Newt Gingrich says too many college students are slackers.
During a campaign event in Stuart, Fla., on Jan. 28, 2012, Newt Gingrich said college students are taking too long to graduate.
"Students take fewer classes per semester. They take more years to get through. Why? Because they have free money," Gingrich said. "I would tell students: ‘Get through as quick as you can. Borrow as little as you can. Have a part-time job.’ But that’s very different from the culture that has grown up in the last 20 years."
We wondered whether the statistics showed that students are indeed taking longer to graduate than they did in the past. So we looked into it.
We turned to figures on post-secondary education compiled by the National Center for Education Statistics, a division of the U.S. Department of Education. As it turns out, the trend for four-year colleges is exactly the opposite.
Percent of bachelor’s degree-seeking students completing bachelor's degrees within four years after start, at all four-year institutions
|Students starting college in ...||Percent graduating in four years|
So the percentage of students completing degrees within four years has actually risen incrementally in recent years. Between the graduating classes of 2000 and 2006, the percentage of students graduating in four years increased by one-sixth.
So where four-year colleges are concerned, Gingrich’s comment is off the mark. But Gingrich has a point in regard to two-year institutions.
Percent completing certificates or associate's degrees within 150 percent of normal time, all two-year institutions
|Students starting college in ...||Percent who graduated in three years|
So for two-year institutions, the rate did fall slightly, though by less than what the rate for four-year institutions rose.
Christopher Swanson, the vice president for research and development at Editorial Projects in Education, the publisher of Education Week, said that in general, education experts haven’t been worried so much that the trendlines for college completion are going in the wrong direction. "The main narrative you hear about (concerns) the low completion rates in general," he said. On that score, he said, "there doesn’t seem to be a whole lot to write home about."
Swanson did take issue with the general tenor of Gingrich’s comments -- that you should borrow as little as you can and instead get a job if you want to increase the likelihood that you’ll finish college on time.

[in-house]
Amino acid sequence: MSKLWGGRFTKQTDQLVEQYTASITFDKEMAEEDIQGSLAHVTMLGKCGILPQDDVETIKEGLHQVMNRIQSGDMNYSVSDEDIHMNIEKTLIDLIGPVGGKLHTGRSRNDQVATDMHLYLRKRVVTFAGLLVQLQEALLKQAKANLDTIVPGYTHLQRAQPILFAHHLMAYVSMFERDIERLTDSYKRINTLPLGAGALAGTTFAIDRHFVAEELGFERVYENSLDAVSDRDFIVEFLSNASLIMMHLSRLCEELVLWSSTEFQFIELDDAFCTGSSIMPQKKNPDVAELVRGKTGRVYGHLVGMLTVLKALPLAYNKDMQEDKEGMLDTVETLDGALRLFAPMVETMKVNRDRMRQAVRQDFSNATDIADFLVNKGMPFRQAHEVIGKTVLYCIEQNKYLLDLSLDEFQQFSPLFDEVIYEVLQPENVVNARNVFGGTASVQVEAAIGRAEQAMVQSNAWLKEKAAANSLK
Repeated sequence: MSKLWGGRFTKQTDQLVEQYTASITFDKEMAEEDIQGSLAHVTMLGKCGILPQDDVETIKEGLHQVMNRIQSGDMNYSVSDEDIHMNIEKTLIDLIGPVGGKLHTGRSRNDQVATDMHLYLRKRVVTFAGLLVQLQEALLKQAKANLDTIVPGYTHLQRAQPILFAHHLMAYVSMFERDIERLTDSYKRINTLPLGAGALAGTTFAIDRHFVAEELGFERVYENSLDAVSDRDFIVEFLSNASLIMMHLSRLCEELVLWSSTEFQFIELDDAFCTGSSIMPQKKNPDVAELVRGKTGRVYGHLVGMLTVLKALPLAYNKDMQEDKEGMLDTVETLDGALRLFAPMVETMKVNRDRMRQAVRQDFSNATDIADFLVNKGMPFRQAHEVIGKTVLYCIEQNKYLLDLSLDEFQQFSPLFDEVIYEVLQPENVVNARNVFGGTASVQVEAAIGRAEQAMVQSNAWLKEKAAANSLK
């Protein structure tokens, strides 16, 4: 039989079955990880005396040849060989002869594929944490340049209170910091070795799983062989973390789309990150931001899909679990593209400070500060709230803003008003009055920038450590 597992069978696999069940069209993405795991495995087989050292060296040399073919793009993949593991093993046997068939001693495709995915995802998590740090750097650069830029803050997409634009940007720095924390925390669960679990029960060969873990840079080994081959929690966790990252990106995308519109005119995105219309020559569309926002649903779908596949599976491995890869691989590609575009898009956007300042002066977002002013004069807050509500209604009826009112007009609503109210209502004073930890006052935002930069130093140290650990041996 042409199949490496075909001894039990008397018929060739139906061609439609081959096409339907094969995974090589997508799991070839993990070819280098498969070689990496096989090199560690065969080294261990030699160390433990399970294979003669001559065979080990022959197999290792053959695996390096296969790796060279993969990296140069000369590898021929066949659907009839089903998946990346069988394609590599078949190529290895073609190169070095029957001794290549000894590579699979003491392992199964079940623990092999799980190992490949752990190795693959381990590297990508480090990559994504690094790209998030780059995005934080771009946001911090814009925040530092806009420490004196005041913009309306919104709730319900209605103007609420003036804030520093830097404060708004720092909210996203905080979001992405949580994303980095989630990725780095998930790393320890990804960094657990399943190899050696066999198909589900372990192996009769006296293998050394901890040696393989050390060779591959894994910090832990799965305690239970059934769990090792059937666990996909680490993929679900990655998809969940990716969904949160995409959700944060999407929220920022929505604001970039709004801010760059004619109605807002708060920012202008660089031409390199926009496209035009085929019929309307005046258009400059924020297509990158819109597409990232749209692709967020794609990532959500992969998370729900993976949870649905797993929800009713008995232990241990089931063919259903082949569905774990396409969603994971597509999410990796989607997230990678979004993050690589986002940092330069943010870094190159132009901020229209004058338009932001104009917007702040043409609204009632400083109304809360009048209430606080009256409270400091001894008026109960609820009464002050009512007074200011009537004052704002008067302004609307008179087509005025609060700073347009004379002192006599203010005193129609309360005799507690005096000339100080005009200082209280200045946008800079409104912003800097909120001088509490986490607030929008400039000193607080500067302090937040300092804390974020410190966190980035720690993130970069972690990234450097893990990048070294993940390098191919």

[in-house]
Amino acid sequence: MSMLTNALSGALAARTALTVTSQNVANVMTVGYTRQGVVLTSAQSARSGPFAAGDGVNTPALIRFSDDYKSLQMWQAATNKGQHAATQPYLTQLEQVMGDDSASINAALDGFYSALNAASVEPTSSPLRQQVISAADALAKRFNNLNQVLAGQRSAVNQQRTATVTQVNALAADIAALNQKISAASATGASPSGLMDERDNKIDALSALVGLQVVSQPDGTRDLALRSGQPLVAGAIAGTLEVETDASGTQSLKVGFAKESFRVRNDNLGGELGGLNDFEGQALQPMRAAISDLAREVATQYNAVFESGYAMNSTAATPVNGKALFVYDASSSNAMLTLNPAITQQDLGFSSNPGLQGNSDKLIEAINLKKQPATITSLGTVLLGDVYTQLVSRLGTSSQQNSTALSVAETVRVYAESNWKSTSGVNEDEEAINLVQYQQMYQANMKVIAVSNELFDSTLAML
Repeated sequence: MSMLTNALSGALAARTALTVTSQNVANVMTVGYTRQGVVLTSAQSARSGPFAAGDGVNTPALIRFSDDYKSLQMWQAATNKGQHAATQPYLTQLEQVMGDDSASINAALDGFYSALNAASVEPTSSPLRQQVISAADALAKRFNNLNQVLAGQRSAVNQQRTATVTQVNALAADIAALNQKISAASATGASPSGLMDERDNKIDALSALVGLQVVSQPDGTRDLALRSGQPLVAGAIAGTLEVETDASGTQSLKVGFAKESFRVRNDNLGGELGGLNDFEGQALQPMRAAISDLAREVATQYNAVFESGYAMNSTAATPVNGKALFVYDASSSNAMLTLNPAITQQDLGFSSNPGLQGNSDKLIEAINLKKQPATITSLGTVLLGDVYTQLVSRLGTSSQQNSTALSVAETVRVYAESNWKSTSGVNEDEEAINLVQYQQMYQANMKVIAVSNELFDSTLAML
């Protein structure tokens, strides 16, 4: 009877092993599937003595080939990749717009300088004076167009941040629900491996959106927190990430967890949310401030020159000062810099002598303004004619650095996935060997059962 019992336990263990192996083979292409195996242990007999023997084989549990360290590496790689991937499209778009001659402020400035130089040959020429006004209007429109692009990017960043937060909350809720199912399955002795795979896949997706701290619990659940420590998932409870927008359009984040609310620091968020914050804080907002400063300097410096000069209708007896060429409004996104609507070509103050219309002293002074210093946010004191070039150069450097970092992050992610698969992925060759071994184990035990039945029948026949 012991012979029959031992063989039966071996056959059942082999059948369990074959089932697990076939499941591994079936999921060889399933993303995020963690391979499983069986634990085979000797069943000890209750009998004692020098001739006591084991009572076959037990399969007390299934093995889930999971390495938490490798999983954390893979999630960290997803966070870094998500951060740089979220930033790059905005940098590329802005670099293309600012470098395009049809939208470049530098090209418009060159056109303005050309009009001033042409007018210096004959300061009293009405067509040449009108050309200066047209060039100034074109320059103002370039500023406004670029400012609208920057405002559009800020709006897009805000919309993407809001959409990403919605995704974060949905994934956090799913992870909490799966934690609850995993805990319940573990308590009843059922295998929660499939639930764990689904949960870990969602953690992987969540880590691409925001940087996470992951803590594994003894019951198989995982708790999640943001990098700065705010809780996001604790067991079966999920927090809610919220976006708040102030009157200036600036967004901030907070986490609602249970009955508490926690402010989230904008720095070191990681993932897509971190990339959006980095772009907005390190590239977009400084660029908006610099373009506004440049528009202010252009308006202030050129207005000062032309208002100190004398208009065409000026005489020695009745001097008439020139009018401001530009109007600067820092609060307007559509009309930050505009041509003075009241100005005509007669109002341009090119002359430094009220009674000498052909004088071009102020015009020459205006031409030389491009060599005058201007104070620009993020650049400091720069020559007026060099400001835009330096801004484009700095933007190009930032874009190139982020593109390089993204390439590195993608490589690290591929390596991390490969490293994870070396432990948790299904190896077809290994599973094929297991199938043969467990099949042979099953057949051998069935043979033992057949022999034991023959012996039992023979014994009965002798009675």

"That seems to fly in the face of what I think is a pretty well-established finding from the research that working during college or post-secondary education tends to be detrimental in terms of completion (that is, that you’re less likely to complete) and time to completion (that it takes longer)," Swanson said. "There may be any number of issues and problems with excessive student borrowing, but being able to borrow for college does allow students the opportunity to focus more exclusively on their school work than would probably have been the case otherwise. If you follow the don’t borrow/get a job argument and play that out a bit, that sounds a lot like what happens as a matter of course in community colleges. And the completion rates there are extremely low, on the order of one-third completing within an extended timeline."
Gingrich said that students today "take more years to get through" college. While graduation rates are lower than experts would like them to be, it's not true that students are taking longer to graduate from four-year institutions. The percentage graduating on time at four-year colleges has actually risen consistently in recent years. The only exception to this pattern is at two-year colleges, where the percentage of students graduating within three years has fallen slightly. On balance, we rate the statement Mostly False.